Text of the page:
Given how well it connected, Love At First Sight made perfect sense as the second single from Fever in America. A very different version of the song was released: the Ruff & Jam US Radio Mix, which swaps the original production values for bouncy, squelchy synths. It’s an interesting transformation in that if you were to compare the two side by side without knowing which territory they were created for, the Ruff & Jam US Radio Mix eschews almost everything you would associate with the American charts and sounds much more geared towards Europe. It’s a much more bombastic take on Love At First Sight and not without charm. The synth melody goes full-on Daft Punk at one point, and the production is so frothy that it almost takes us right back to SAW-era Kylie. There’s no doubt that it would stand out on the airwaves over the original, and it is indicative of her star-power that there was such confidence radio would even play it in the first place.
Inevitably, for an album campaign that has become synonymous with Kylie Minogue’s brand, the aesthetic for Fever – which continued apace into the Love At First Sight music video – doesn’t have the same impact now as it did at the time. It’s been revisited, remixed, and reimagined countless times since, so it’s almost hard to imagine, but this was something new and genuinely cool when the album came out. It still looks tremendous, mind. In many ways, the visuals here boil right down to the DNA of Fever, with a grey/white colour palette that is once again deceiving in its apparent simplicity. Besides some steps and raised platforms for the dancers, the video is mainly virtual. Any visible edges of the set are digitally rendered in thick white lines to create an Escher-esque space that is both defined and infinite. Despite the clinical colour scheme, there’s something innately magical about a place that sits somewhere on the edge of reality and moves from day (if you can even call it that) to floating through space over four minutes.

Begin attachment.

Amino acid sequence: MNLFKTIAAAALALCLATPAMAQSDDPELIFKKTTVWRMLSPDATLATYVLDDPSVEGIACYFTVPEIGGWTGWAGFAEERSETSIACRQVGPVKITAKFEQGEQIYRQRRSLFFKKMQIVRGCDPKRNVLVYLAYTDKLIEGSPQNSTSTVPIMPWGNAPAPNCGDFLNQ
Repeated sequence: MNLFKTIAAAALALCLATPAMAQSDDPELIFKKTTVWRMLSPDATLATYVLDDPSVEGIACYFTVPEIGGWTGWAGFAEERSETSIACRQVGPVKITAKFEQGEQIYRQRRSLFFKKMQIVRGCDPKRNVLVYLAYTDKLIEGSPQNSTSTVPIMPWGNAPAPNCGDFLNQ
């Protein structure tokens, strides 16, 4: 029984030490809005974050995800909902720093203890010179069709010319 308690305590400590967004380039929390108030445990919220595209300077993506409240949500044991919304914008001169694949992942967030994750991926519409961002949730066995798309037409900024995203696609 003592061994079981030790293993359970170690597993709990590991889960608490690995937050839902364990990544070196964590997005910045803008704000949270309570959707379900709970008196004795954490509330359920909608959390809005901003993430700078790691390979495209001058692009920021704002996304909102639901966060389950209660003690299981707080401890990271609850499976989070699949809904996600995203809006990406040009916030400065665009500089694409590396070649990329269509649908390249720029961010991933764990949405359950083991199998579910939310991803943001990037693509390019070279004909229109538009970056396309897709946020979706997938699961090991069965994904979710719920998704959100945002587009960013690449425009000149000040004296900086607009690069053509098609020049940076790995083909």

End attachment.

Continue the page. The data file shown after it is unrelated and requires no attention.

Love At First Sight is often busy on-screen; the foreground and backgrounds are embellished with geometric shapes that vary in speed and complexity. Yet, the video never loses its sense of minimalism. It’s presented as a single-shot take (although there are points where the camera pans upwards and downwards to allow a seamless cut), and any elements that are rendered – whether city skyscrapers or moon and planets zooming around a solar system – remain as white outlines. There aren’t many music videos from the early ‘00s so heavily reliant on digital effects that would still (probably) look the same if they were created today, but how could Love At First Sight be improved or indeed done any differently? It’s not a showcase for how good the technology was; instead, how effectively it could be used when coupled with stylish choreography and a pop star who looks like she’s on top of the world; because she was.
Although Fever was wildly successful, it’s still staggering to see just how that played out commercially. Love At First Sight sold 80,000 copies to debut and peak at #2 in the UK, a significant uplift on the 52,000 managed by In Your Eyes several months earlier. The single’s arrival coincided with Fever returning to the top ten in its 37th week on the album chart, having never dipped any lower than #25. That Kylie Minogue was enjoying a career renaissance was news to no-one. Still, the way this manifested – going against the grain of almost every chart trend in terms of diminishing returns – was astounding. Love At First Sight unsurprisingly became Kylie’s third consecutive #1 airplay hit (it was inescapable) and at one point even generated more plays in a single week than Can’t Get You Out Of My Head did when it reached a new benchmark the previous year. At every turn, it seemed as if a new record was being set. The track even made a sizeable dent in America, where it peaked at #23 on the Billboard Hot 100 and, to date, remains Kylie’s third-biggest hit there.
The legacy of Love At First Sight has been a bit up-and-down; there’s no doubt that it experienced a degree of over-exposure. The thing with Can’t Get You Out Of My Head is that it was a once-in-a-career song – and everyone knew it. Few artists would be lucky enough to record it – although S Club 7 and Sophie Ellis-Bextor did have the opportunity – and there was little point in trying to recreate it. However, Love At First Sight has never been deemed quite so untouchable. Over time, its essence (mainly the Ruff & Jam US Mix) has morphed into lowest-common-denominator Kylie Minogue material. The fact that songs like Wow, Get Outta My Way and Sexy Love are viewed as derivative descendants sums up how misunderstood the original has become. Those songs borrow some elements (and are not without their own charm), yet none strike the delicate balance between crisp, cool production and euphoric disco-pop in quite the same way. Putting them all under the same umbrella isn’t necessarily a true reflection of Love At First Sight, and there’s a reason why it remains prominent. This is a one-of-a-kind; a moment in time from an artist at the height of her powers.